• Revenue modelling is more uncertain meaning that financing becomes more difficult especially debt

Caveat – Month to month contracts can work well if there is a purely automated sales channel.

Fund the Sales Channel with Sales or Investment

Imagine it costs you €1,200 to make a sale, i.e. it costs you €1,200 to find a potential customer and complete a sale. Now imagine that you only have €1,200 and your monthly subscription is €100. On Day 1 you spend your €1,200 and make your first sale. When do you make your second sale?

You make your second sale in Month 13, when you have collected the €1,200 to fund it from your first sale

Now think about the exactly the same scenario, except this time you charge a €1,200 annual subscription upfront. On Day 1 you spend your €1,200 to make your first sale. When do you make your second sale?

You make your second sale on Day 2 using the subscription collected on your Day 1 sale. By the time month 13 rolls along you’ve made about 230 sales – a 23,000% improvement over the first example.

I accept this is contrived, however the core message is valid – you either finance your sales channel with investment cash or your customers’ cash and it’s nearly always preferable to do it with your customers’. After all, earning money from customers should be your company’s core competence, not getting investment.

Lack of Customer Validation

If a salesperson closes a month to month subscription, then what exactly have they sold? Maybe they sold a three year revenue stream or maybe just one month’s fee that won’t even pay the sales person comp.  The only thing that’s definitely validated is that the customer is willing to pay for the first month. Should you even regard them as a customer at all? Maybe it would be best to think of them as being on a trial until they have paid a certain number of invoices and are actively using the product. This makes a difference because your customer success and onboarding teams will get frustrated and will rightfully demand that they not be handed half completed sales.

The Customer is not Invested in your Mutual Success

Okay, I’ll admit that getting a months subscription off of a customer isn’t nothing. It’s a lot better than a free trial. But what proof do you have that they are committed to your mutual success? The first month fee is a trivial amount and there is no long term commitment.  No wonder your onboarding team have difficulty getting them on the phone and engagement is weak.

Contrast this to the customer that signed up to a one, two or three year contract – there’s a committed customer. There’s a customer that will call you angry when things aren’t working. There’s a customer that will fight to make sure they receive value. There’s a customer that you want.  

Comp Models Become Messy

What are you going to comp a salesperson selling month to month subs on and what money are your going to use to pay them their comp? If you comp them just on the month’s sub then you’re incentivising them to find customers who are willing to pay a one month sub – not customers that will be with you for the long term.  If you comp them on revenue from the customer as it comes in then the reward is disconnected from the actions you want to incentivise. If you advance comp on the basis of future revenue you create a cash flow issue and de-motivational claw backs when the customer cancels.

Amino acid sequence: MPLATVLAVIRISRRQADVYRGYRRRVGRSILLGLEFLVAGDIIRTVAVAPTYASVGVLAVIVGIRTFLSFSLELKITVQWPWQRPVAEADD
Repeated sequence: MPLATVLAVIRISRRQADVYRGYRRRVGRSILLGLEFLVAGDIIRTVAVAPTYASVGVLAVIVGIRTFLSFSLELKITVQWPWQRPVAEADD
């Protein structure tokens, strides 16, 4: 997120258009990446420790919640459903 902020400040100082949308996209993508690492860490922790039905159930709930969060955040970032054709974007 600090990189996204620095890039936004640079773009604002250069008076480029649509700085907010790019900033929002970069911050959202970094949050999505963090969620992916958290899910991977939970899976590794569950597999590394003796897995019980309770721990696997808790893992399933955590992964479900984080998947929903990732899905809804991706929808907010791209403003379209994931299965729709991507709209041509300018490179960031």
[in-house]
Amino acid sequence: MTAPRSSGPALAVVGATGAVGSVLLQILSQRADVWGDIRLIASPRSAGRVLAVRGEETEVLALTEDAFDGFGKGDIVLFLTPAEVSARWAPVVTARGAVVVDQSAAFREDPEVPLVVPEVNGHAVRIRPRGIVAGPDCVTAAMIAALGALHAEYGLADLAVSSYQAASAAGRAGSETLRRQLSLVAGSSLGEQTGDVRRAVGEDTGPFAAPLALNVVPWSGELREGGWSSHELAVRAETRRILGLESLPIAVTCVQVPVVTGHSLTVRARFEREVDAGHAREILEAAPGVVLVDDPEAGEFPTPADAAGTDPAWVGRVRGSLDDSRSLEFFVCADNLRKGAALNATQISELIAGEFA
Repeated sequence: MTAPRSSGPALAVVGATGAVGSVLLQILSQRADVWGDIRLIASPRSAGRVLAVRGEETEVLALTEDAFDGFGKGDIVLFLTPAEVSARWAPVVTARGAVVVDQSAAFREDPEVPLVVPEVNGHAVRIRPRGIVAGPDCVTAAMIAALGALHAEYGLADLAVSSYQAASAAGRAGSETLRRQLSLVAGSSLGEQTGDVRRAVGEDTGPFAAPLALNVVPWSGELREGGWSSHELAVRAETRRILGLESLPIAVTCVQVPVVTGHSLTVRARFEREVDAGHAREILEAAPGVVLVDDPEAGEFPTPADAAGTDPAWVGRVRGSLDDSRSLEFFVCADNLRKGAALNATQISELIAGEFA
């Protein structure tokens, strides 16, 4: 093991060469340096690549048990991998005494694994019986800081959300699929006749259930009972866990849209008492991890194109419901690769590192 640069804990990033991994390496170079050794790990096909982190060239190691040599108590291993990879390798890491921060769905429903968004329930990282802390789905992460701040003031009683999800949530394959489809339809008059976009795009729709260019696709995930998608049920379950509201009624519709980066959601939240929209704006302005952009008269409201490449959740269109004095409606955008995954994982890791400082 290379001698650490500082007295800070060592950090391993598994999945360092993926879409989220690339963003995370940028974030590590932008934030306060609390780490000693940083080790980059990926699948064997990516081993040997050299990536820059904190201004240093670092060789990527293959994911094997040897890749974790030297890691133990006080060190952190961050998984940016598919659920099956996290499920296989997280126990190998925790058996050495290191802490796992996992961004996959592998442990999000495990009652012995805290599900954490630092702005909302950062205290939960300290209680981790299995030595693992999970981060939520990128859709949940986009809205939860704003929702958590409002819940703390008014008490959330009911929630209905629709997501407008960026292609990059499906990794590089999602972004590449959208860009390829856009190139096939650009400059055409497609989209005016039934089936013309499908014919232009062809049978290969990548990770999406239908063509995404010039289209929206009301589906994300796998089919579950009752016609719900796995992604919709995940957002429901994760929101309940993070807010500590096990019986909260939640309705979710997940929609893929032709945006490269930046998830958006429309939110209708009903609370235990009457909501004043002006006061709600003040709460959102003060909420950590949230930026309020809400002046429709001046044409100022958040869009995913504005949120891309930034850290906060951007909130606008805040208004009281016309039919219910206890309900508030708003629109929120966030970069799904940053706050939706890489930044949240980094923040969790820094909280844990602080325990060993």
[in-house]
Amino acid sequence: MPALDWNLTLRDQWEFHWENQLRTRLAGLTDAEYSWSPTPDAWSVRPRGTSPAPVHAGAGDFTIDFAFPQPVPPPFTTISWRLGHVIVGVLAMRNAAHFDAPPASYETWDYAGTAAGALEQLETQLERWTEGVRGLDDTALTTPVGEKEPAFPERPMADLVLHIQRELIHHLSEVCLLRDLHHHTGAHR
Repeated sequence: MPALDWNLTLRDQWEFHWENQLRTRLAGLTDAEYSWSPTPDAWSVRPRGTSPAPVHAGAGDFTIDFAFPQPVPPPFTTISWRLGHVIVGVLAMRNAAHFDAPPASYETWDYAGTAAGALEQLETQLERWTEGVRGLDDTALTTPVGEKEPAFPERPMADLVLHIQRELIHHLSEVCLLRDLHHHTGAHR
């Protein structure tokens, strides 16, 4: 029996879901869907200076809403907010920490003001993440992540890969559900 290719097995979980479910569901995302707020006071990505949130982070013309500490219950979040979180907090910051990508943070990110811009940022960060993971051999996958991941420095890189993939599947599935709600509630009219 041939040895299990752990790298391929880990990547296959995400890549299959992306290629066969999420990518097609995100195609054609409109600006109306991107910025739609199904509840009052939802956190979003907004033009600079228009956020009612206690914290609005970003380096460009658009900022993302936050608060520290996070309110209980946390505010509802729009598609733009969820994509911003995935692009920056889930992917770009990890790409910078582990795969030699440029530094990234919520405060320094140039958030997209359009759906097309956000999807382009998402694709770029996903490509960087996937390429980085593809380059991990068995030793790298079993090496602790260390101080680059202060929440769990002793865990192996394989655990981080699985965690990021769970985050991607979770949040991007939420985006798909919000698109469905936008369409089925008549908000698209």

Comping on an annual contract is easy, and paying the comp is easy if the customer pays upfront.

Revenue Models and Investment Become Difficult

Month to month contracts have no committed revenue stream by definition. Revenue models have to use average churn rates to calculate the following month’s revenue with ever increasing levels of uncertainty the further out you go. In contrast annual contract business only have to use average churn rates for revenue a year out. Having this contracted revenue stream makes financing, especially debt financing, easy when compared to month to month contract. This is all the more important as month to month contracting needs more financing to fund the sales channel.

So why do start-ups almost invariably opt for the month to month sub? Its because they are afraid to ask for the sale, so they attempt to minimise it. They don’t charge what they’re worth (more on this in a later blog post) and then they split the sale into the smallest segment possible in an attempt to make their pricing irrelevant to the customer – I’ve even seen companies split it into a weekly fee.

What if customers won’t sign up for an annual contract?

If you’re a B2B company with a manual sales process then there is a good chance that you just have to accept that you’ve got a longer sales cycle than you think you have. If you are sure that your potential customer will only sign up to month to month then accept that this is a trial period and after the trial period ends they move onto an annual plan. This division makes it very clear that during the trial period the sales process is still ongoing and you don’t count the client as a customer until they sign up to the annual plan. In this way your customer numbers stay clean and responsibility for the sales cycle is clearly defined.   

Usual disclaimer: Context is king, actual results may vary, etc.